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Research

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Open AccessArticle
Evidence of the Extrahepatic Replication of Hepatitis E Virus in Human Endometrial Stromal Cells
Pathogens 2020, 9(4), 295; https://doi.org/10.3390/pathogens9040295 - 17 Apr 2020
Cited by 1
Abstract
Hepatitis E virus (HEV) is the most common cause of acute viral hepatitis worldwide. The tropism of HEV is not restricted to the liver, and the virus replicates in other organs. Not all the extrahepatic targets for HEV are identified. Herein, we found [...] Read more.
Hepatitis E virus (HEV) is the most common cause of acute viral hepatitis worldwide. The tropism of HEV is not restricted to the liver, and the virus replicates in other organs. Not all the extrahepatic targets for HEV are identified. Herein, we found that non-decidualized primary human endometrial stromal cells (PHESCs), which are precursors for the decidua and placenta, are susceptible to HEV infection. PHESCs, isolated from healthy non-pregnant women (n = 5), were challenged with stool-derived HEV-1 and HEV-3. HEV RNA was measured by qPCR, and HEV capsid protein was assessed by flow cytometry, immunofluorescence (IF), and ELISA. HEV infection was successfully established in PHESCs. Intracellular and extracellular HEV RNA loads were increased over time, indicating efficient replication in vitro. In addition, HEV capsid protein was detected intracellularly in the HEV-infected PHESCs and accumulated extracellularly over time, confirming the viral assembly and release from the infected cells. HEV-1 replicated more efficiently in PHESCs than HEV-3 and induced more inflammatory responses. Ribavirin (RBV) treatment abolished the replication of HEV in PHESCs. In conclusion, PHESCs are permissive to HEV infection and these cells could be an endogenous source of HEV infection during pregnancy and mediate HEV vertical transmission. Full article
(This article belongs to the Special Issue Global Elimination of Viral Hepatitis)
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Review

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Open AccessReview
Systematic Review and Meta-Analysis of Global Prevalence of HBsAg and HIV and HCV Antibodies among People Who Inject Drugs and Female Sex Workers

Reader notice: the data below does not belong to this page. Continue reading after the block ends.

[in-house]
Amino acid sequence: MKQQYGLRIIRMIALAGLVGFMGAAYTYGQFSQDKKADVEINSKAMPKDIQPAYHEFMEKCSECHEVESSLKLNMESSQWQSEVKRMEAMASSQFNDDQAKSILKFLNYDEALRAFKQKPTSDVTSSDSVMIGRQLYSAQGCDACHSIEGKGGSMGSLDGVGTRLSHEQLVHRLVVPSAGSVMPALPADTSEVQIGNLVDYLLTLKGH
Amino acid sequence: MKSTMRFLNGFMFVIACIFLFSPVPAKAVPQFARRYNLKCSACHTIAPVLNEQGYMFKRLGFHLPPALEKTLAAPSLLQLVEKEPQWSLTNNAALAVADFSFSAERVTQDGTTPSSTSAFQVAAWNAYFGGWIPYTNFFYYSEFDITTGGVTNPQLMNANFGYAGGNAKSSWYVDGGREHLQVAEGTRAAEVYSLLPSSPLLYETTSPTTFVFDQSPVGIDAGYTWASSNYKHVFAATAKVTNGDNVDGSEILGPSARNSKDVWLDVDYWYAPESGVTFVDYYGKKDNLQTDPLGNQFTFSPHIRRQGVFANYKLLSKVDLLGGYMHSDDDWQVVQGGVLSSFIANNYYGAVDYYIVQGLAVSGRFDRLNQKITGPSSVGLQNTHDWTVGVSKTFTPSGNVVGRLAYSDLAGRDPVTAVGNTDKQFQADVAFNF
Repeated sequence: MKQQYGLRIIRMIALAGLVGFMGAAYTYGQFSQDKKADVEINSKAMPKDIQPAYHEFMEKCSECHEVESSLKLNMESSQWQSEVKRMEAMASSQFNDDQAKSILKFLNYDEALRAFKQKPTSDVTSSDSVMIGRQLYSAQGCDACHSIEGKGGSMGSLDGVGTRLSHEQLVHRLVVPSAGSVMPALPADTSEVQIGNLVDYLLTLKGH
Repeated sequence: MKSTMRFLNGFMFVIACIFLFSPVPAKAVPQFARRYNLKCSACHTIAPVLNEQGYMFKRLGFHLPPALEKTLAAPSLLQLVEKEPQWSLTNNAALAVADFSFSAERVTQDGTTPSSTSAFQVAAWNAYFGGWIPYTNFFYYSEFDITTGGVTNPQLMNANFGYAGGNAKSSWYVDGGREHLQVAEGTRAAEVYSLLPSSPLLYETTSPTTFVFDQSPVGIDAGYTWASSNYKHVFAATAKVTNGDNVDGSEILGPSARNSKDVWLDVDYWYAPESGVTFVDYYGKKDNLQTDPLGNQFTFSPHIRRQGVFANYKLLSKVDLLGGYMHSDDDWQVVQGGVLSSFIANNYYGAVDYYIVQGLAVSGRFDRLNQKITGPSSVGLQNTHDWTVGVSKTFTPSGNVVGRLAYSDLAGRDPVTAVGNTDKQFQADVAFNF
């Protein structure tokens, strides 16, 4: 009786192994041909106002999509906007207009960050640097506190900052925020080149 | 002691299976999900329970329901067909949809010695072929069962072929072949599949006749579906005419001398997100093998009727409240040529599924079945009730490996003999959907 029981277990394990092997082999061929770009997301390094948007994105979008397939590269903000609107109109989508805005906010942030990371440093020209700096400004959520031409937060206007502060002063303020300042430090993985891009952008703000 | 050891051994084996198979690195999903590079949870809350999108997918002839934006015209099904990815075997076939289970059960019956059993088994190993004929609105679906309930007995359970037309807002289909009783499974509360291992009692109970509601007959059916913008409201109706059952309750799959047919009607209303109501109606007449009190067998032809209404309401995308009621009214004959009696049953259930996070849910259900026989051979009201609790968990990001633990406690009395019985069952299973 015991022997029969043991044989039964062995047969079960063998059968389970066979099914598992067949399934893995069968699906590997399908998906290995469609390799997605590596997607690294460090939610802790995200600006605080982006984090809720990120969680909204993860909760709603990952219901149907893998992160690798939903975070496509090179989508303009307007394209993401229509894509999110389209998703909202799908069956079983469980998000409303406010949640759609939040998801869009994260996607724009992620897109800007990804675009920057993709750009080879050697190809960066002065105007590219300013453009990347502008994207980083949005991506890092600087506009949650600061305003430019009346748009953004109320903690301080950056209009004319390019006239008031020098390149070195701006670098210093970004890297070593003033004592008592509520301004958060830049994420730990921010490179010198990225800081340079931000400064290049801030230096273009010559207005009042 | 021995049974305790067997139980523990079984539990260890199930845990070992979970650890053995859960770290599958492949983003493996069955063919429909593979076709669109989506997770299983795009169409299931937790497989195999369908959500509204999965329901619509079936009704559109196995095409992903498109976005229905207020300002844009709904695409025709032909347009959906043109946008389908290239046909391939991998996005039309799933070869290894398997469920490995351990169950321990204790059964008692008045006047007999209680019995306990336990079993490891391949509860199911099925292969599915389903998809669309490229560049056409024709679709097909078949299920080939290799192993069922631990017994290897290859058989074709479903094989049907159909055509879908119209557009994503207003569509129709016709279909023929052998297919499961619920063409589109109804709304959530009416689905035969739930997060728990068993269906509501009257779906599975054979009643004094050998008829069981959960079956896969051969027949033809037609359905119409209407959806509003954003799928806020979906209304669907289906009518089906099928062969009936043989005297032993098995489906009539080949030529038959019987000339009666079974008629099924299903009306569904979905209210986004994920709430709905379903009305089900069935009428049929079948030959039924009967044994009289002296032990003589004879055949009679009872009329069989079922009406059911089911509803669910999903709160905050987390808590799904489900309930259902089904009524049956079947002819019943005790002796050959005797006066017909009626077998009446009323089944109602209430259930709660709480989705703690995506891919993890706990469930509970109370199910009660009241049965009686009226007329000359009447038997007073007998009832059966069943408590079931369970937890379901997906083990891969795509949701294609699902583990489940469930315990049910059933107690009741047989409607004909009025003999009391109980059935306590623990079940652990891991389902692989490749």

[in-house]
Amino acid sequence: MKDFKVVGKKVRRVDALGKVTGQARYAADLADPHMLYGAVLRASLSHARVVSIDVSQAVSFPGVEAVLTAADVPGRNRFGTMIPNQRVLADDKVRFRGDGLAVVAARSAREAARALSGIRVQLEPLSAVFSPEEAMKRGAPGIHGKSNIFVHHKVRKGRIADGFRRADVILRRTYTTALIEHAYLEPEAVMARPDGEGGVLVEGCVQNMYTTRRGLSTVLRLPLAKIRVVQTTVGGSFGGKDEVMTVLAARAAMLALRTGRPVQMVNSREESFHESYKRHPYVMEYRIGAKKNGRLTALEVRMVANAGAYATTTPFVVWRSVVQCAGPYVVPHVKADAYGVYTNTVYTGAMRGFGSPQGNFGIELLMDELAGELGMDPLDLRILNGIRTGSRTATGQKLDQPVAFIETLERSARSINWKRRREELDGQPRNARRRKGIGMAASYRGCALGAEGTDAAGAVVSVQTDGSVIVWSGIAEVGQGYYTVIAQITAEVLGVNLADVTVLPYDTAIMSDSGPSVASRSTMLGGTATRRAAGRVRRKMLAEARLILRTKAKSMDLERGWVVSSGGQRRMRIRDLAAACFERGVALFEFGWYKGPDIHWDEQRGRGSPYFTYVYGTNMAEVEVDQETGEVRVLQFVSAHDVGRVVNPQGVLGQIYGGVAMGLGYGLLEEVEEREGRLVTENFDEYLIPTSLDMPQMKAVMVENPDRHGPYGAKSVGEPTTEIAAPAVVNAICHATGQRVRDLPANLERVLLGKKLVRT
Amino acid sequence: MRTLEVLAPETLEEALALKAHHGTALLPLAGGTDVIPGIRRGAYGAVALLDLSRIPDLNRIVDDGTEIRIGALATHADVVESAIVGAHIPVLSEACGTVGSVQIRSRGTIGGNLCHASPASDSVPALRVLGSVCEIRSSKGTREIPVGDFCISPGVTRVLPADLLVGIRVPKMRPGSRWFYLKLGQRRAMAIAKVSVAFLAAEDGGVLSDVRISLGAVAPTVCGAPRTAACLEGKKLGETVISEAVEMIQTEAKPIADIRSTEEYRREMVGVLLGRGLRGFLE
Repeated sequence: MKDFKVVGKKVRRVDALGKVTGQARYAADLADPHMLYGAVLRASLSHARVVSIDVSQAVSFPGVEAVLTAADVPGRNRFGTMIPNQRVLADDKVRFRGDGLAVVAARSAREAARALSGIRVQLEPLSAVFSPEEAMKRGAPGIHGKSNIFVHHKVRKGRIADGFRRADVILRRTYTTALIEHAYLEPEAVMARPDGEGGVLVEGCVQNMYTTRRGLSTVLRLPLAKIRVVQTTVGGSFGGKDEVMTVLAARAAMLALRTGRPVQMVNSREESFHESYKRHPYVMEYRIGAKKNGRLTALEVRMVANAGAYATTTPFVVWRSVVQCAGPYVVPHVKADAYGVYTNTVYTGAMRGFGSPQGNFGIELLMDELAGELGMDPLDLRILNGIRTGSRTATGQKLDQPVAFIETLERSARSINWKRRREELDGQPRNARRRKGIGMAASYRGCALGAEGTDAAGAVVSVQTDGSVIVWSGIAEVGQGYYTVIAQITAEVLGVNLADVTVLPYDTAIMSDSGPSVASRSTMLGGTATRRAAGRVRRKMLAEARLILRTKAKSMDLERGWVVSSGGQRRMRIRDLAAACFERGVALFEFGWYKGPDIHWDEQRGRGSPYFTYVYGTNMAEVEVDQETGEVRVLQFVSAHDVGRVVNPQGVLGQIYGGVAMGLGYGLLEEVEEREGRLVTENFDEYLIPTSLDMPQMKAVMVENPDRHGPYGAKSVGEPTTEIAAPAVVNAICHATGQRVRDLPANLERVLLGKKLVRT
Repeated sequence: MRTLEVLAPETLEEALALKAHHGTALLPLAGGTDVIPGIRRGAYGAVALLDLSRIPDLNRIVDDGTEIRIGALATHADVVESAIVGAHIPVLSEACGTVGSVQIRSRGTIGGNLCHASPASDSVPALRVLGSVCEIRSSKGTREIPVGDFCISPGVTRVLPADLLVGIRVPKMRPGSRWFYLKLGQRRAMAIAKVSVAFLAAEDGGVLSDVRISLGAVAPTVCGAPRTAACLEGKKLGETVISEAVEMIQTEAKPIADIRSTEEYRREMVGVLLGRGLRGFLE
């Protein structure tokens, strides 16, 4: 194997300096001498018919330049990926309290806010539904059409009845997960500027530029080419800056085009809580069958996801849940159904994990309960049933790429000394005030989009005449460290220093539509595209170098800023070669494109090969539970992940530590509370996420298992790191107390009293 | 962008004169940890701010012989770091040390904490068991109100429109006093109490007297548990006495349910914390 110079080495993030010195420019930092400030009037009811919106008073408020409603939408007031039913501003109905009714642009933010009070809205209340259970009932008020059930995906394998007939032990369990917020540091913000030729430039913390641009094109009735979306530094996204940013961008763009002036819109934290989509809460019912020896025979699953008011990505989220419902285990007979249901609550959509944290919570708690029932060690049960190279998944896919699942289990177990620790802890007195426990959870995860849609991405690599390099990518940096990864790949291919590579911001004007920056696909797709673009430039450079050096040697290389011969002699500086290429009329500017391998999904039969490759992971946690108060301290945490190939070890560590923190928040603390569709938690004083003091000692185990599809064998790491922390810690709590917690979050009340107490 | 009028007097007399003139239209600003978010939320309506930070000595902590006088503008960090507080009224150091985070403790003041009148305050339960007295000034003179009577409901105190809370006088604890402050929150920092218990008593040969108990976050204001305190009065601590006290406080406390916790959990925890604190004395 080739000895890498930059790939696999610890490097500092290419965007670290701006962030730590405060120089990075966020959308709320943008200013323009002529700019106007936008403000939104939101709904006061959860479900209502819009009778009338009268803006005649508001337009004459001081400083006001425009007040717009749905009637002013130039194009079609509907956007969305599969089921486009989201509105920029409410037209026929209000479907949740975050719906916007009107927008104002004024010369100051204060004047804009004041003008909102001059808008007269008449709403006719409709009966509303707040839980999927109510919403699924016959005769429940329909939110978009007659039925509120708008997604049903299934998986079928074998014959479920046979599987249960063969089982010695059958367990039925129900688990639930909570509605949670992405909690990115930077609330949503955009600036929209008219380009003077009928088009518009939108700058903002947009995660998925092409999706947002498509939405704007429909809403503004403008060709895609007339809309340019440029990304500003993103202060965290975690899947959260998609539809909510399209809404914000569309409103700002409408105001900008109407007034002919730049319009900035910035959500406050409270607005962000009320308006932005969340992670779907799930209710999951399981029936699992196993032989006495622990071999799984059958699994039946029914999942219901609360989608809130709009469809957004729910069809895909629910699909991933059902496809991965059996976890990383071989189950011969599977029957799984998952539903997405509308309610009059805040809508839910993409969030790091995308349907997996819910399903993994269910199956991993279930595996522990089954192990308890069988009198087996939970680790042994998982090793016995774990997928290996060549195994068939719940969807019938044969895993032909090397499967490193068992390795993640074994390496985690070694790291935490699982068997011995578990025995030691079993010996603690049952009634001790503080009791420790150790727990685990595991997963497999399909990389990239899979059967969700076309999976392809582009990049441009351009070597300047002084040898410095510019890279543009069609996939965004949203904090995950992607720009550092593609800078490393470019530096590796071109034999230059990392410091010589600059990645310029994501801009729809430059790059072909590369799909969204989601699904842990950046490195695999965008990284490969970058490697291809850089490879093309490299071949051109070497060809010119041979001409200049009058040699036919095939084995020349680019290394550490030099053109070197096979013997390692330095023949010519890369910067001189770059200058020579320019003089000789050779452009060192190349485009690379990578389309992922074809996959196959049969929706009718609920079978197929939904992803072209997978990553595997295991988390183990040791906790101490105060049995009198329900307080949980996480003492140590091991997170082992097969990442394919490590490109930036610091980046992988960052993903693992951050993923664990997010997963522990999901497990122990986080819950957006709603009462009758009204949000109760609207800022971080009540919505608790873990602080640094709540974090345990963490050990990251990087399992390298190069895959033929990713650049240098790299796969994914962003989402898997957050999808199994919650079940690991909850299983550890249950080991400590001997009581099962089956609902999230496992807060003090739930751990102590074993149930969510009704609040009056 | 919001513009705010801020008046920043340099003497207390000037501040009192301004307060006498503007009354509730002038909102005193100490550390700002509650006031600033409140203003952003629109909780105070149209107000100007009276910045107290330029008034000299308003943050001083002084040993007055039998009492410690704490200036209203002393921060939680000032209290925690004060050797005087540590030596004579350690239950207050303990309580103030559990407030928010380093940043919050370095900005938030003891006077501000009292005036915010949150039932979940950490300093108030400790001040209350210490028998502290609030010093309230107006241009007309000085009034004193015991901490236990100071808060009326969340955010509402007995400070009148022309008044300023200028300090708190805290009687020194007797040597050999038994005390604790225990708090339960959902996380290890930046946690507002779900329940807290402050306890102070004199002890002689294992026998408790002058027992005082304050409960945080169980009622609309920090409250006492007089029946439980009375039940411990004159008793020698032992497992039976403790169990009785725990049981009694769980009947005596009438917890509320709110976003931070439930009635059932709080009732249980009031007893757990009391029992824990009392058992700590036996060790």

Pathogens 2020, 9(6), 432; https://doi.org/10.3390/pathogens9060432 - 31 May 2020
Abstract
The main objective of this study was to evaluate the prevalence of human immunodeficiency virus/acquired immunodeficiency syndrome (HIV/AIDS), hepatitis C virus (HCV) and hepatitis B virus (HBV) and their co-infections among people who inject drugs (PWID) and female sex workers (FSWs). Data sources [...] Read more.
The main objective of this study was to evaluate the prevalence of human immunodeficiency virus/acquired immunodeficiency syndrome (HIV/AIDS), hepatitis C virus (HCV) and hepatitis B virus (HBV) and their co-infections among people who inject drugs (PWID) and female sex workers (FSWs). Data sources were searched from January 2008 to October 2018 in different databases. Data were analyzed in Stata 16 software using the Metaprop command. The results showed that the prevalence of HIV, HCV and HBV among PWID was 15%, 60% and 6%, respectively. The prevalence of HIV, HCV and HBV among FSWs was 5%, 1% and 3%, respectively. The prevalence of HIV/HCV, HIV/HBV, HCV/HBV and HIV/HCV/HBV co-infections among PWID was 13%, 2%, 3% and 2%, respectively. The prevalence of HIV/HCV and HIV/HBV co-infections among FSWs was 3% and 1%, respectively. The results show that the prevalence of HCV and HIV infections in PWID and the prevalence of HIV in FSWs is higher than their prevalence in the general population. Interventions for the prevention of HIV and HCV in PWID appear to be poor, and may not be sufficient to effectively prevent HIV and HCV transmission. Full article
(This article belongs to the Special Issue Global Elimination of Viral Hepatitis)